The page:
Inflation in Germany, Europe’s largest economy, accelerated to the fastest pace in more than two years in December, led by higher energy costs.
The inflation rate, calculated using a harmonized European method, increased to 1.9 percent from 1.6 percent in November, the Federal Statistics Office in Wiesbaden said today, confirming an initial estimate published on Dec. 29. That’s the fastest since October 2008. In the month, consumer prices jumped 1.2 percent, the biggest gain since December 2002.
The German economy has powered the euro region’s expansion as companies stepped up hiring and output to meet export demand, encouraging consumer spending. With unemployment at the lowest in almost two decades, companies have more room to pass on surging oil costs as cold temperatures boost energy demand.
“Inflation is mainly driven by a jump in energy costs, with cold temperatures definitely playing a major part,” said Gebhard Stadler, an economist at Bayerische Landesbank in Munich. “Gains should weaken somewhat from March, however.”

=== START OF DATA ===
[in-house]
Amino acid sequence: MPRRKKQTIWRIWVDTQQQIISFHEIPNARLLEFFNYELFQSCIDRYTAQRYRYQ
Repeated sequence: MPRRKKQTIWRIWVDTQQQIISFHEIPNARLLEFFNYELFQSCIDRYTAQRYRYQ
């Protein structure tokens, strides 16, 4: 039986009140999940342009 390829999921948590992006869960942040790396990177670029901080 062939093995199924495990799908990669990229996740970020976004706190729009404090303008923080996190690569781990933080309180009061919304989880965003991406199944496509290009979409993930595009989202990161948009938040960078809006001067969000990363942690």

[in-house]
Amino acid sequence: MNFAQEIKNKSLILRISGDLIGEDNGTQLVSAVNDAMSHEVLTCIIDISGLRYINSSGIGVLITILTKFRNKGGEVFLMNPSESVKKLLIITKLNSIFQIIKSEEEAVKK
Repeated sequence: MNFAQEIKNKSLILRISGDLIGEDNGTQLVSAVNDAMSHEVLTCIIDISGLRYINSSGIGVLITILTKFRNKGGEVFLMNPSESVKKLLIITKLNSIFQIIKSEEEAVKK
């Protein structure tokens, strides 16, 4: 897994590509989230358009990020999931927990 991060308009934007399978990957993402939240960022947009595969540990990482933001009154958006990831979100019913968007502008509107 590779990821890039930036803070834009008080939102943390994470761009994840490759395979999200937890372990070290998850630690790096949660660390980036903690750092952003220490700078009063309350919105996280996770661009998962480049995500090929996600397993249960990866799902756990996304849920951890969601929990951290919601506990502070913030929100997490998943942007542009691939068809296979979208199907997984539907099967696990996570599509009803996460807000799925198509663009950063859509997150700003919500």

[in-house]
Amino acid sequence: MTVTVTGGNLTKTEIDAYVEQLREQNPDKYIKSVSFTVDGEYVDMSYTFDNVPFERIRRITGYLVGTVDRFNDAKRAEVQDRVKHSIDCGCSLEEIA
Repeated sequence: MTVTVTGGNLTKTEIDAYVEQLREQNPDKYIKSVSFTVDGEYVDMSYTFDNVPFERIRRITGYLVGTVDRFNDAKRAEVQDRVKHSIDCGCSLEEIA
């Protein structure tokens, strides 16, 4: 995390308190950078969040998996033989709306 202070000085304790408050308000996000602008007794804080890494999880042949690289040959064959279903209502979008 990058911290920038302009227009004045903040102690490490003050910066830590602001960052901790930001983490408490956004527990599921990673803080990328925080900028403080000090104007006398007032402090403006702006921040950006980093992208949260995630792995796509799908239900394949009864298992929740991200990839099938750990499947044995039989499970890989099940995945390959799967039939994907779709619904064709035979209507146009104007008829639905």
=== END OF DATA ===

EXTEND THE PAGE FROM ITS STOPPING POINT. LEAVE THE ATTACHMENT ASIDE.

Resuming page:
The statistics office said on Dec. 29 that 2010 inflation was “notably driven by price rises in light heating oil and fuels, as well as in fruit and vegetables.”
In 2010, inflation averaged 1.2 percent, the statistics office said today. Non-harmonized inflation accelerated to 1.7 percent in December from 1.5 percent. On the month, prices increased 1 percent.
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